Eurozone debt crisis: Greece's wild card

Anti-austerity protesters in Athens, 13 October Image copyright AFP
Image caption Popular discontent in Greece may disrupt the economic rescue

When the G20 finance ministers gather in Paris they face a stark fact: that nearly a year and a half since Greece received its first bailout, the crisis remains unresolved. Europe's leaders will be asked yet again what they are going to do with Greece.

Sure, the country now looks certain to receive another tranche of bailout money next month. A cool 8bn euros (£7bn; $11bn). But it is a band aid and everyone knows it. For since May 2010 the Greek economy has shrunk and its debt mountain has grown. Next year the debt-to-GDP ratio could reach 172%.

Most economists and bankers believe Greece is insolvent. So, increasingly, do officials and politicians in Berlin. Senior economists are examining what would happen if Greece were forgiven some of its debts, if it did not have to pay back a chunk of its debt to the banks.

Built into the second Greek bailout, negotiated on 21 July, was a write-down by banks. They would take a 21% hit. But self-evidently that is not enough. There is widespread agreement that half of Greece's debts need to be written off if it is to have a realistic chance to find stability again. So banks and other financial institutions may have to take a 50% hit on their investments.

That is why there is now great attention being given to the health of Europe's banks. A couple of stress tests have not convinced. No one is sure what the impact of a Greek default would be on the banking system. So there is a rush to strengthen balance sheets. And that is the aim: to limit the shock waves from a Greek default.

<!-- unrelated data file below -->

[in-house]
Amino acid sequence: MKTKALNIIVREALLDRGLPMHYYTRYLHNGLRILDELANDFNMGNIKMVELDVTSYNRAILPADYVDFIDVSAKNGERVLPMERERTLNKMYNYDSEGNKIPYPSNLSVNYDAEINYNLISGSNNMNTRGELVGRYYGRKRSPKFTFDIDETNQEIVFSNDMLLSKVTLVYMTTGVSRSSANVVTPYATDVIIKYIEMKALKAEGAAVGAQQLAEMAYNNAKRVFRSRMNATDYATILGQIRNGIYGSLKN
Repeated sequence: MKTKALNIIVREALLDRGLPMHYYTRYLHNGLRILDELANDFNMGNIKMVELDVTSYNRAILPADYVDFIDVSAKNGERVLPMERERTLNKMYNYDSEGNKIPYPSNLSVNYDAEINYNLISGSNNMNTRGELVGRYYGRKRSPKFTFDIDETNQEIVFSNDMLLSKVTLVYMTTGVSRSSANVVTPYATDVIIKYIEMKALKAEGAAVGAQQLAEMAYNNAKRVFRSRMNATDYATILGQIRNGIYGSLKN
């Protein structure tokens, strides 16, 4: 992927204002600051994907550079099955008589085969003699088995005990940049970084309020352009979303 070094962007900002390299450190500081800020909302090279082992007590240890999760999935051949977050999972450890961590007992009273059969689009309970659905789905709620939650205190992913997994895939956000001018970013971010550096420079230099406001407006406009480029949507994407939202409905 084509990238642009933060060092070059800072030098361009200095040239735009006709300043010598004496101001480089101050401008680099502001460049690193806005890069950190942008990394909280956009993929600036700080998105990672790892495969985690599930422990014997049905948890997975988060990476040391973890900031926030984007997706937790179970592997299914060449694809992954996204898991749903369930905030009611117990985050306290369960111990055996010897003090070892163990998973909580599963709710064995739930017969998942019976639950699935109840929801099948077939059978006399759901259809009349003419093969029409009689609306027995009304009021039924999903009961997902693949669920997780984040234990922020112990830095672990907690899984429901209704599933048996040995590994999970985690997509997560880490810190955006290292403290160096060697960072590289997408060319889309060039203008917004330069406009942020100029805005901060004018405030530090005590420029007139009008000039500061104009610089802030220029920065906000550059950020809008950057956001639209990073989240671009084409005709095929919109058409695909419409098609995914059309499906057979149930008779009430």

But as with almost every step in the crisis a possible solution brings new risks. For if banks need to build up their capital it might well cause banks to slow down their lending. And that risks freezing up the financial system. That was the warning from one of the biggest figures in global banking - Josef Ackermann, chief executive of the huge Deutsche Bank.

All of this has to be weighed and argued over in the days ahead. As one official put it to me, "you can't have a convincing plan without reducing Greek debt".

But there is another factor in all this, a wild card: the Greek people.

Saying 'no'

It is just possible that the Greek people will have their say, that they will simply refuse to go along with austerity plans demanded by outsiders, their creditors.

What happens if a people simply says "no"? What happens if, through many small and not-so-small actions, they sabotage the plan?

One of the new austerity measures involves using the electricity bills to raise funds from a property tax. Yet protesters have occupied the printing offices of a Greek power company. If there are no bills, no-one need pay.

Arguably the key ministry in this crisis is the finance ministry. Yet finance ministry officials have called a 10-day strike from from 17 October.

The country is crucially dependent on tourist income. Yet yesterday protesters were blockading the Acropolis. There are plans next week for the seamen who operate the ferries to the islands to strike. Garbage piles high in the streets as municipal workers blockade the landfill sites.

And my eye was caught by this paragraph in a Reuters despatch: "Lawyers refused to appear in court, doctors were due to rally outside the health ministry, while a group of patients suffering from kidney cancer rallied outside the finance ministry which was occupied by striking officials."

It is easy sometimes to exaggerate the impact of street protests. There is often a silent majority. But with Greece I am no longer so sure.

The impressive Finance Minister, Evangelos Venizelos, has warned of a vicious cycle, that the strikes are leading Greece's creditors to doubt the country can meet its promises and so more austerity measures might be needed.

He tells it to the people how he sees it - that there is no alternative to going along with a plan drawn up the troika of the EU, the IMF and the ECB.

There are summits and then there are the streets. In the days ahead there will be much negotiating over how to save the eurozone but the Greek people - not just public sector unions - may simply upset the plan.